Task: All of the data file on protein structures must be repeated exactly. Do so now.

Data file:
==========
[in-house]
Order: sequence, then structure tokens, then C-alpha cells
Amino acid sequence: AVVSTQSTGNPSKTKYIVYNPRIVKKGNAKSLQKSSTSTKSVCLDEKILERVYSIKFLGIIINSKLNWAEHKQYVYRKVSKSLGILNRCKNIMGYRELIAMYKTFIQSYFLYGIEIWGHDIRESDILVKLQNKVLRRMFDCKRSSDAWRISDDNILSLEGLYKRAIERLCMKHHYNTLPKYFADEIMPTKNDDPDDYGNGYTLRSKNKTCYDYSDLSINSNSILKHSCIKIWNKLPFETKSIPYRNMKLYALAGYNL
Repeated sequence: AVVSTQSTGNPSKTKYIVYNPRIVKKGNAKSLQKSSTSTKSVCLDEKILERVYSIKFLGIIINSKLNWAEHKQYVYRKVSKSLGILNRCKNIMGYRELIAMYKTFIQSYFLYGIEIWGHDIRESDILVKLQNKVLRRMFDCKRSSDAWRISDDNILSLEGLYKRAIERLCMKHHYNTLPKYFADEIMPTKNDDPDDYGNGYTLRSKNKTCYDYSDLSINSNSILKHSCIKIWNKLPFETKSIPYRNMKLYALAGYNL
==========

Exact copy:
[in-house]
Order: sequence, then structure tokens, then C-alpha cells
Amino acid sequence: AVVSTQSTGNPSKTKYIVYNPRIVKKGNAKSLQKSSTSTKSVCLDEKILERVYSIKFLGIIINSKLNWAEHKQYVYRKVSKSLGILNRCKNIMGYRELIAMYKTFIQSYFLYGIEIWGHDIRESDILVKLQNKVLRRMFDCKRSSDAWRISDDNILSLEGLYKRAIERLCMKHHYNTLPKYFADEIMPTKNDDPDDYGNGYTLRSKNKTCYDYSDLSINSNSILKHSCIKIWNKLPFETKSIPYRNMKLYALAGYNL
Repeated sequence: AVVSTQSTGNPSKTKYIVYNPRIVKKGNAKSLQKSSTSTKSVCLDEKILERVYSIKFLGIIINSKLNWAEHKQYVYRKVSKSLGILNRCKNIMGYRELIAMYKTFIQSYFLYGIEIWGHDIRESDILVKLQNKVLRRMFDCKRSSDAWRISDDNILSLEGLYKRAIERLCMKHHYNTLPKYFADEIMPTKNDDPDDYGNGYTLRSKNKTCYDYSDLSINSNSILKHSCIKIWNKLPFETKSIPYRNMKLYALAGYNL